April 1, 2005
“The sweetest dog in the world,” is how they described their pit bull. Sure it is, to their children and to them. Did you know that most insurance companies today won’t provide liability insurance for homes that have pit bulls? Why do you suppose that is?
According to Consumerwatchdog.org insurance companies also won’t insure properties where Rottweilers, Doberman pinschers, Akitas, chows, Presa Canarios and wolf-hybrids live. Yet I’ll bet prospective tenants call you regularly who own one of those. And their dog is always “the sweetest dog in the world.”
What did you expect them to say, “Our dog just tore the leg off a Chihuahua”?
Several insurance companies on the internet even sell liability insurance for “dangerous breeds.”
The Insurance Council of New Jersey reports that “the following purebreds have been responsible for the greatest number of dog bite-related fatalities over the 20-year period, 1979 to 1998, according to the Center for Disease Control & Prevention.”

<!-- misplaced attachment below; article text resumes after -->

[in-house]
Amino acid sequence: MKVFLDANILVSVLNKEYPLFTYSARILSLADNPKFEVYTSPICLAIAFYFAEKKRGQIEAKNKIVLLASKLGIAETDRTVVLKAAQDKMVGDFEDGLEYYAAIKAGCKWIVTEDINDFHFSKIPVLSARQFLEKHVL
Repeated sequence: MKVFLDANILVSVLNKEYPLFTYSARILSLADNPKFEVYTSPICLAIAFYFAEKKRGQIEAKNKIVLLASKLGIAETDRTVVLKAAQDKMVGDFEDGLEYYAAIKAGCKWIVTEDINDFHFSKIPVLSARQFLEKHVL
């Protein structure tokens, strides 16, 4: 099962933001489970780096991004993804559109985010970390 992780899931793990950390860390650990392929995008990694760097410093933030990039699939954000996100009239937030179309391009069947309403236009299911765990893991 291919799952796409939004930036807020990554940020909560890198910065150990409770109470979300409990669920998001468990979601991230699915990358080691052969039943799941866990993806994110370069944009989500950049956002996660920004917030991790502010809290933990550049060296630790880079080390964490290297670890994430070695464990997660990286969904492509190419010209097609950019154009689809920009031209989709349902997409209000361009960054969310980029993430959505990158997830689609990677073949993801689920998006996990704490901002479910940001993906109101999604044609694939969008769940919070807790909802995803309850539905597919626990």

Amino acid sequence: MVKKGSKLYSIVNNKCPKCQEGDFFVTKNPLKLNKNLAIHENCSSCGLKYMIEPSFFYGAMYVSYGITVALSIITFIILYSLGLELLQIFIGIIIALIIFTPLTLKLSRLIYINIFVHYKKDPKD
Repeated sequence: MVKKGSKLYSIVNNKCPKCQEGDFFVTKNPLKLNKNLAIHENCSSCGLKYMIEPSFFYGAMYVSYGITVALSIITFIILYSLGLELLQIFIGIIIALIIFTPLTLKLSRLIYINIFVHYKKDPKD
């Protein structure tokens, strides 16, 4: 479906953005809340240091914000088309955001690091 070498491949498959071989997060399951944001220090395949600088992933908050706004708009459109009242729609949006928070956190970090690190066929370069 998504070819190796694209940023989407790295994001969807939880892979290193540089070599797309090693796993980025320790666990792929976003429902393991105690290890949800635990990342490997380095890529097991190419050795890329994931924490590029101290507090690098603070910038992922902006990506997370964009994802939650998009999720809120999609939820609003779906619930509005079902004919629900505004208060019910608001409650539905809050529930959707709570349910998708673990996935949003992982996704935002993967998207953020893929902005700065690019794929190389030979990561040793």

German Shepherd Dog
What does that mean to you as a landlord? Suppose you rent to a tenant with one of the breeds above? Suppose further that “the sweetest dog in the world” bites someone. The tenant doesn’t have any money or assets to go after, so the bitee or the bitee’s lawyers look for someone who does. The property owner—you—have assets the lawyer can go after. In legal lingo that is called “deep pockets.”
The attorneys won’t even bother with the tenant, except perfunctorily by naming him in the lawsuit; they will go after you and your property. How can you be at fault? In the world of common sense, you aren’t. In the world of trial lawyers and multi-million dollar verdicts it is all your fault.
For you to be liable there has to be culpability. Culpability comes in four flavors, intent, knowledge, recklessness and negligence. You could qualify under two of those flavors, knowledge and negligence. If you rented to a tenant with one of the dog breeds listed above, you could be said to have had both knowledge that the dog was probably dangerous and were negligent in allowing that breed of dog in your property.
Chances are, though, in most states you would be sued under “strict liability.” Under that legal concept a plaintiff does not ordinarily need to show that you were at fault, only that your renting to a tenant with a “dangerous dog” was unreasonably dangerous, and plaintiff’s injuries were the result.
The “sweetest dog in the world” could end up being the bitterest lesson you ever learned, if you rent to a tenant with a dangerous dog.